Consistent with previous reports,[20],[21],[22] the visual comparison of 1D 1H CPMG NMR spectra revealed altered serum levels for lipid and membrane metabolites in addition to evidently decreased serum levels of acute-phase proteins as inferred from low intensity NMR signal of N-acetyl glycoproteins at 2.01 ppm (See Electronic Supplementary Material [ESM], [Figure S1A]). However, the subtle metabolic differences in the sera of patients and NC subjects were not visually evident. Therefore, the NMR spectral features were subjected to multivariate data analysis to identify serum metabolic disturbances associated with ALD-ACLF. First, the CPMG data matrix containing normalized spectral features was analyzed using unsupervised PCA method, for evaluating initial grouping trends and class separation. Further, we employed supervised clustering method PLS-DA to reveal subtle metabolic differences among the study groups. The two dimensional score-plot derived PLS-DA model based analysis of normalized CPMG spectral features is shown in [Figure 1A]. Clearly evident that the serum samples of patients and control groups are well clustered and separated from each other indicating that the serum metabolic profiles of ACLD-ACLF patients are distinctively different from NC subjects. The PLS-DA model cross-validation parameters, R2 (explained variation) and Q2 (predictive capability) were significantly higher (R2 > 0.95, Q2 > 0.88, [Figure 1B]) suggesting that discriminatory model possesses a satisfactory fit with good predictive power. The metabolic features responsible for separating the study cohorts were identified using VIP score indexing. The VIP score plot highlighting top 25 metabolic changes with highest VIP score (VIP score ≥ 1.5) is shown in [Figure 1C] and the corresponding student t-test results are shown in electronic supplementary material (ESM, [Figure S1B and S1C]). Compared to NC group, the serum levels of glucose, branched chain amino acids (valine, leucine), N-acetyl-glycoproteins, lipoproteins (HDL, LDL, and VLDL) and other lipid and membrane metabolites (such as choline, GPC, and PUFA) were decreased in ALD-ACLF patients, whereas those of glucose, lactate, acetate, TMAO, betaine, creatinine and methionine were increased in the patient cohort [Table 2].
Figure 1: (A,D) 2D score plots derived from PLS-DA model analysis involving normalized spectral features (A) and explicit concentration profiles (D) obtained for serum samples of ALD-ACLF patients (in red) and normal control subjects (in blue). The shaded or semi-transparent areas represent the 95% confidence regions of each group as depicted by their respective colors. (B,E) are barplots showing the three performance measures (prediction accuracy, multiple correlation coefficient R2 and the explained variance in prediction Q2) obtained after10 fold Cross Validation analysis. The validation parameters (R2 and Q2) obtained for PLS-DA model based on five and three components are displayed in the respective score plots in (A) and (D). (C,F) The VIP score plots derived from PLS-DA model based on five components in (C) and three components in (F). The symbol asterisk “*” represents the metabolic change is statistically significant as well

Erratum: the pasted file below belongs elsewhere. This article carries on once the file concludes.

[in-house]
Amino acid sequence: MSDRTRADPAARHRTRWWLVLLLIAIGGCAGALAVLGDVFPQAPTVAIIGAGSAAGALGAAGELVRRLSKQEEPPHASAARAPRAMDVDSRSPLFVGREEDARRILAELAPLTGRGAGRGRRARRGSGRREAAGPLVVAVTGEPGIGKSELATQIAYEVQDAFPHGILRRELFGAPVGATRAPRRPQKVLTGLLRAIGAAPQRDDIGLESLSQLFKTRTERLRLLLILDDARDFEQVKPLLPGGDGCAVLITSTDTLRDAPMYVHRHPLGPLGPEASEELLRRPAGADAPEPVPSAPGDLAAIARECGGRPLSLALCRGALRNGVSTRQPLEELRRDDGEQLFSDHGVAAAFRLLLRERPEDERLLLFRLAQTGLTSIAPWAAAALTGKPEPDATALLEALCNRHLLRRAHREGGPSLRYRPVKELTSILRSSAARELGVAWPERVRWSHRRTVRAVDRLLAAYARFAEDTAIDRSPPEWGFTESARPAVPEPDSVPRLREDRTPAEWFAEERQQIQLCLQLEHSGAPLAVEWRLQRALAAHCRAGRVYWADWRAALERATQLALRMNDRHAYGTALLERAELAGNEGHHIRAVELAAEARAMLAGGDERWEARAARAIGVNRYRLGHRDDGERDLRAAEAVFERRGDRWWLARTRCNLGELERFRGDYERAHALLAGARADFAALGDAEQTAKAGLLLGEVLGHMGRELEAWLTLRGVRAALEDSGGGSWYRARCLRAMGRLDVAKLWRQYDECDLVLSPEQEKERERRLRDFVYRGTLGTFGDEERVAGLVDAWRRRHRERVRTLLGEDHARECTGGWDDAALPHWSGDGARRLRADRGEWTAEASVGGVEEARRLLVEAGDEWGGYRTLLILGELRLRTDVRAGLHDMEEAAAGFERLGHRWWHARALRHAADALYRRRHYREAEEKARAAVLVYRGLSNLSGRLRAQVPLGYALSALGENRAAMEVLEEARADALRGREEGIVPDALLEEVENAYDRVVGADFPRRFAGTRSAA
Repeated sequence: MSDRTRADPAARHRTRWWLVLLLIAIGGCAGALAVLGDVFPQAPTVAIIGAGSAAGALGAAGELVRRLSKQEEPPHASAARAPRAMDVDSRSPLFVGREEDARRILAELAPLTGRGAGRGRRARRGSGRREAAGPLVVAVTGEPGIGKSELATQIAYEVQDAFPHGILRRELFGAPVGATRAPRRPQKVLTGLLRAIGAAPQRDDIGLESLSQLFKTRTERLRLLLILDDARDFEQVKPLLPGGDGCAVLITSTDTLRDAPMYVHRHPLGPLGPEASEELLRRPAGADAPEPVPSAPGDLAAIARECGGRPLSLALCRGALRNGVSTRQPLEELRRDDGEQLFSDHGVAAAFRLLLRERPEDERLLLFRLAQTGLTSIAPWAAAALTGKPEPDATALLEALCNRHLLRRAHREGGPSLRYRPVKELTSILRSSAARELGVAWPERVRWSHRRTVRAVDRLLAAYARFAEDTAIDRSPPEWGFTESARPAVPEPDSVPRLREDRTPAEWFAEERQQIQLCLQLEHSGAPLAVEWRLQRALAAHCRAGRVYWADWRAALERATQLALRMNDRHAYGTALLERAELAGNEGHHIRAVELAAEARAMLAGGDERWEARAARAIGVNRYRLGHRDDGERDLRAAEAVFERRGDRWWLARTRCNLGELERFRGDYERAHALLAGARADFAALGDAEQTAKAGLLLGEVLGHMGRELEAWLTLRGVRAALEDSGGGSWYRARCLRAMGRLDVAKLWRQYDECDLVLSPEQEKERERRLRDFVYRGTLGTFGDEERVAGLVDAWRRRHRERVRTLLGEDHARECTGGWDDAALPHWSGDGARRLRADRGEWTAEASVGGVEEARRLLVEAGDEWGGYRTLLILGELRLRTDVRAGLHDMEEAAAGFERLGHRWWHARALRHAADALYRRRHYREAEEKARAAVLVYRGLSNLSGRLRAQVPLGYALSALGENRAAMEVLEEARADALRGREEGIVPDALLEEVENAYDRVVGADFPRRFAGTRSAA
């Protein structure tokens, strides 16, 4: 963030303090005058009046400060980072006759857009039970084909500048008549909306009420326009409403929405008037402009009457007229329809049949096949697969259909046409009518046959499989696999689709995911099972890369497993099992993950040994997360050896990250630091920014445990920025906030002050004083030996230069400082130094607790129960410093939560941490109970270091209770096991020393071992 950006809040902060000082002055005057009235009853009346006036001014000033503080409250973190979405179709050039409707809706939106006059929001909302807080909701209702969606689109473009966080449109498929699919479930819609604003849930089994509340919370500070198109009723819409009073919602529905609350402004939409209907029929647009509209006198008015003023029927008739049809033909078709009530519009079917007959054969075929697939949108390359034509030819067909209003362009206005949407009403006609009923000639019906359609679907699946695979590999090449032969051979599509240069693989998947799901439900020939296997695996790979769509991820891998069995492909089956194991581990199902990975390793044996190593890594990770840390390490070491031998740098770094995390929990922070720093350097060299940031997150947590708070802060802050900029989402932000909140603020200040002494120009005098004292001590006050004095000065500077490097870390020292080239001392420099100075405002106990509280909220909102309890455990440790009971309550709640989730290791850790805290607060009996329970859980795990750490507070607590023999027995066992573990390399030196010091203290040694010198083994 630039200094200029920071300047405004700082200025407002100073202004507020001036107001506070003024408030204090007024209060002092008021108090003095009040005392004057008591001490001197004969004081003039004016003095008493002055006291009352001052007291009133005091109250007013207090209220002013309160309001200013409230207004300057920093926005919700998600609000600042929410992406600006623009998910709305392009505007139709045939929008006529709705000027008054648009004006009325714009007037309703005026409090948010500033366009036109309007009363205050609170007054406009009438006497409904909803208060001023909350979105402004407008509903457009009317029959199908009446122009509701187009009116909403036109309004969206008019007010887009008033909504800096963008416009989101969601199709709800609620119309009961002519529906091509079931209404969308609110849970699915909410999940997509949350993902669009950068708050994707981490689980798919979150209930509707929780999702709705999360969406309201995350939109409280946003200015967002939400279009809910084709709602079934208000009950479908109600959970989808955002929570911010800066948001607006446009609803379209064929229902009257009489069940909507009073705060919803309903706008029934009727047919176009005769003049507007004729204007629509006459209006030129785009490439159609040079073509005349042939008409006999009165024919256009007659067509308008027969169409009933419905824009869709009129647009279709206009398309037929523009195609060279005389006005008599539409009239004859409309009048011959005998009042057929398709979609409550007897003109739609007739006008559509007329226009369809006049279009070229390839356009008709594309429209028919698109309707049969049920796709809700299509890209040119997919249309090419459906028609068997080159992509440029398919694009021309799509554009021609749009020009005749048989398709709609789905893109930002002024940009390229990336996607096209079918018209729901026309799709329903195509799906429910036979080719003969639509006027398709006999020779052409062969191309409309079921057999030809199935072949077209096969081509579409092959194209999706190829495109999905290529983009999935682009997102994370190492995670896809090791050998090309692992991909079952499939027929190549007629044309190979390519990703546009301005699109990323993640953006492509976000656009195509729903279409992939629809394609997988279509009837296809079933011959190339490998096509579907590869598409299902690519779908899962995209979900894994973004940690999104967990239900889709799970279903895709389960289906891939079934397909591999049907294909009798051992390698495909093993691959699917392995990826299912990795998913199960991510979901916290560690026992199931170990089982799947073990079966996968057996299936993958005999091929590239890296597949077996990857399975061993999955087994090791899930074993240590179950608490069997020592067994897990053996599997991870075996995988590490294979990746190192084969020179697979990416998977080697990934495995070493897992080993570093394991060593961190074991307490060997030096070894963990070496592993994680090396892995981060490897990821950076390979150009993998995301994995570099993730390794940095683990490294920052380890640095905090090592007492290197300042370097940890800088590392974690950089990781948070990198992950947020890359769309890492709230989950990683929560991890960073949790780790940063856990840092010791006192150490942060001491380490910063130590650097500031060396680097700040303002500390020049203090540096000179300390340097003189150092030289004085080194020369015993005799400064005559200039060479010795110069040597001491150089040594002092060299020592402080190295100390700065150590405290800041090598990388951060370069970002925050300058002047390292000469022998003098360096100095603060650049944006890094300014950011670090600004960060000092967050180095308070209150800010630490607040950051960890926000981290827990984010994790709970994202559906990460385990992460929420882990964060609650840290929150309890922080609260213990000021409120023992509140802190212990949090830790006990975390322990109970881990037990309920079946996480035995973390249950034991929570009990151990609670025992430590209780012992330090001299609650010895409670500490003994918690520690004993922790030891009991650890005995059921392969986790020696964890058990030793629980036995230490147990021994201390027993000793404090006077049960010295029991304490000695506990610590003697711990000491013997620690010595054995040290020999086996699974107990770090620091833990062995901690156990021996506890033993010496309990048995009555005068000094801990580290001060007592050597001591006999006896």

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Table 2: Key serum metabolic profiles of discriminatory relevance evaluated for diagnostic potential in differentiating ALD-ACLF from NC using the receiver operating characteristic (ROC) curve analysis

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Point to be mentioned here is that the metabolic differences derived from normalized spectral features may provide ambiguous information when the corresponding bin contains signals from multiple metabolites. For example, the spectral bin at 3.23 ppm, which mainly represents glucose, does have contribution of NMR signals from GPC and trimethylamine-N-oxide (TMAO). Other than this, the dominant signals of lipoproteins (LDL, VLDL), lipid/membrane metabolites, glucose and lactate C̈ which contribute to multiple spectral bins—does not render the subtle but significant metabolic changes to show off in the VIP score plot [Figure 1C]. Therefore, to extract further relevant information about metabolic changes, the concentration profiles of 34 circulatory metabolites were estimated from CPMG NMR spectra using CHENOMX NMR suite. The concentrations were further used to estimate circulatory ratios relevant in the present study context such as Glutamate-to-Glutamine ratio (EQR); Phenylalanine-to-Tyrosine ratio (PTR); Histidine-to-tyrosine ratio (HTR) and branched-chain amino-acid-to-tyrosine ratio (BTR; estimated as: (Leucine + Isoleucine + Valine)/Tyrosine; this is also referred as Fischer ratio[26],[27]). The resulted 38 serum metabolic entities were compared using supervised PLS-DA model based discriminatory analysis and the results are shown in Figure 1D–1F. The 2D score plot derived from PLS-DA model is shown in Figure 1D. Clearly evident that the samples are well clustered within their respective groups and the samples of two study groups are well separated suggesting that the serum metabolic profiles of ALD-ACLF patients are distinctively different from NC subjects [Figure 1D]. Further, the higher values of cross-validation parameters (R2 ~ 0.75, Q2 ~ 0.66) clearly established the goodness of separation between classes, and the statistical significance of the class-separating metabolic features [Figure 1E]. Figure 1F showing the VIP score plots highlights top 15 metabolic changes ranked according to their increasing discriminatory potential. Compared to NC, the sera of ACLF patients were characterized by decreased serum levels of various amino acids (valine, leucine, isoleucine, alanine, glycine, proline, threonine, glutamine, glutamate, aspartate, histidine and phenylalanine), and other circulatory metabolic entities such as glucose, acetate, acetone, citrate, fumarate, mannose, glycerol, trimethylamine, lactate, histidine-to-tyrosine ratio (HTR) and branched-chain-amino-acid-to-tyrosine ratio (BTR) whereas circulatory levels of methionine, trimethylamine-N-oxide and glutamate-to-glutamine ratio (EQR) were found significantly elevated in ALD-ACLF patients.